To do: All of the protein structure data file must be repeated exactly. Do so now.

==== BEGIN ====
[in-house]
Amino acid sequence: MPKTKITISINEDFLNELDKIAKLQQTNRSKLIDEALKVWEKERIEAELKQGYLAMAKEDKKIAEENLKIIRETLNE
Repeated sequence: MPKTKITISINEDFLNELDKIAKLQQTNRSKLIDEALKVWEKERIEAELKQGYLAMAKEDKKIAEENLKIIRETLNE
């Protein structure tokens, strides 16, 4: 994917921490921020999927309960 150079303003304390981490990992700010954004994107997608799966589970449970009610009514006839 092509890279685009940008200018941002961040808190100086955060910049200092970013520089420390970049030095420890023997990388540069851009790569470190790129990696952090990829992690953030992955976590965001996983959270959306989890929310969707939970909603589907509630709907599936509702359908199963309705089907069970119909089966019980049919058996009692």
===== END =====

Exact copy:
[in-house]
Amino acid sequence: MPKTKITISINEDFLNELDKIAKLQQTNRSKLIDEALKVWEKERIEAELKQGYLAMAKEDKKIAEENLKIIRETLNE
Repeated sequence: MPKTKITISINEDFLNELDKIAKLQQTNRSKLIDEALKVWEKERIEAELKQGYLAMAKEDKKIAEENLKIIRETLNE
């Protein structure tokens, strides 16, 4: 994917921490921020999927309960 150079303003304390981490990992700010954004994107997608799966589970449970009610009514006839 092509890279685009940008200018941002961040808190100086955060910049200092970013520089420390970049030095420890023997990388540069851009790569470190790129990696952090990829992690953030992955976590965001996983959270959306989890929310969707939970909603589907509630709907599936509702359908199963309705089907069970119909089966019980049919058996009692």